British house of commons says “yes, but” to open access in science

Politicians suggest, for example, that institutes build their own archives to allow free access to publicly funded research

The parliamentary report entitled scientific publications: free for all?, presented in london on tuesday, is a nearly 150-page analysis by the science and technology committee, a very agile policy task force that has been studying the policies and spending of the office of science and technology (OST) for years. The OST is a supervisory authority over the scientific policy of the british government and the british research organizations ("research councils").

The debate over open access has traditionally been more fierce and involved in england than in most other countries. This is possibly due to a somewhat coarser interest in scientific topics, but certainly also to the fact that england is home to some of the most important players in the industry. Blackwell and nature publishing group are british. Reed elsevier maintains its largest publishing house on the island. And on the other hand, biomedcentral has set up shop in london, an open access publisher that is one of the co-inventors of the author-pays model. In this business model, the costs of publishing research papers are no longer recovered by publishers through subscription fees, as has traditionally been the case, but rather through a fee of varying amounts paid in advance of publication by the researcher or the researcher’s research institution or funder.

Not even half of the scientists can access their own work?

The background to the political interest in publishing practices in the scientific enterprise is, of course, the fact that in england, as elsewhere, a significant proportion of research is funded from the state purse, but that at the same time complaints are growing louder that the results of this research are often not even accessible to the scientists themselves because libraries are increasingly unable to afford the rising costs.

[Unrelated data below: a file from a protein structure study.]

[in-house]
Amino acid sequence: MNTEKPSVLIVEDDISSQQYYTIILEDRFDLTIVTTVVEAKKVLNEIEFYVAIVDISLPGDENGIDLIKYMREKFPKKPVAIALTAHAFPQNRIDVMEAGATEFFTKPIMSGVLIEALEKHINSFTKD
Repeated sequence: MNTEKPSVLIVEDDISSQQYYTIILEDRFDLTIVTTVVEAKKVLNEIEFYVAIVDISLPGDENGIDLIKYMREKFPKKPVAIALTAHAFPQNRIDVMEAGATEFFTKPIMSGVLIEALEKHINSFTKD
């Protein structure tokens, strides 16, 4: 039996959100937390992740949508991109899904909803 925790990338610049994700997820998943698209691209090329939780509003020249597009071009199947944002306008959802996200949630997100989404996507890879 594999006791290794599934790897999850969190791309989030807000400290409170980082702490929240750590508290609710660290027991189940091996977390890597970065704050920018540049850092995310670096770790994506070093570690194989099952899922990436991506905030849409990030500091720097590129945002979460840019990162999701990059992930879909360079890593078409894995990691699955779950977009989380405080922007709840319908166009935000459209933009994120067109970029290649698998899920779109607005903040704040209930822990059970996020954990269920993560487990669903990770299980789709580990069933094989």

A study commissioned by biomedcentral seems to support this thesis: according to this study, less than thirty percent of medical research articles resulting from federally funded research were available to the general public in full text at the time of publication. And scientists at two clinics in derby also only got to about forty percent of the articles in their field right away. Now BMC is not neutral in the debate, but the results of the survey seem to be roughly in the order that may also be amed here in germany.

The british parliamentarians took a close look at the arguments of the major publishers, according to which the average 58 percent increase in the price of subscriptions to scientific journals between 1998 and 2003 was mainly due to the immense costs incurred by publishers in setting up online databases and organizing the peer review process. The tenor of this part of the report can be summarized in the sentence chosen by the authors themselves:

"We are not entirely convinced"

A major contributor to this skepticism is the profit margins of the major publishers: reed elsevier reports a pre-tax profit of 34 percent of operating revenues, wiley is at 29 percent, which is about one and a half times higher than in the rest of the publishing world.

In view of these profit margins, the parliamentarians take an extremely critical approach to the "bundling" the practice of publishers offering whole packages of journals to libraries in order to sell journals that they might not otherwise have been able to get rid of to the same extent. In these bundles, the respective flagship titles are disproportionately expensive, so that libraries had no real alternative but to subscribe to the entire package. This, however, led to the fact that other journals, which might be much more interesting for scientists, had to be cancelled.

Also against the background of high profits, the lack of transparency in the costs incurred by the publishing houses in the publication process is judged to be very problematic. For example, the costs incurred by publishers as a result of peer review, as surveyed by the committee, ranged from 100 (public library of science) to 3.000 to 10.000 (nature publishing group) per article. Even for journals that, like nature, reject about nine out of ten articles and have to make a correspondingly higher peer review effort, parliamentarians tend to place the actual cost of peer review they estimate at the lower end of this scale, when they ame eleven british pounds per requested review:

We note a tendency among publishers to exaggerate the costs they incur from peer review in order to justify higher subscription prices.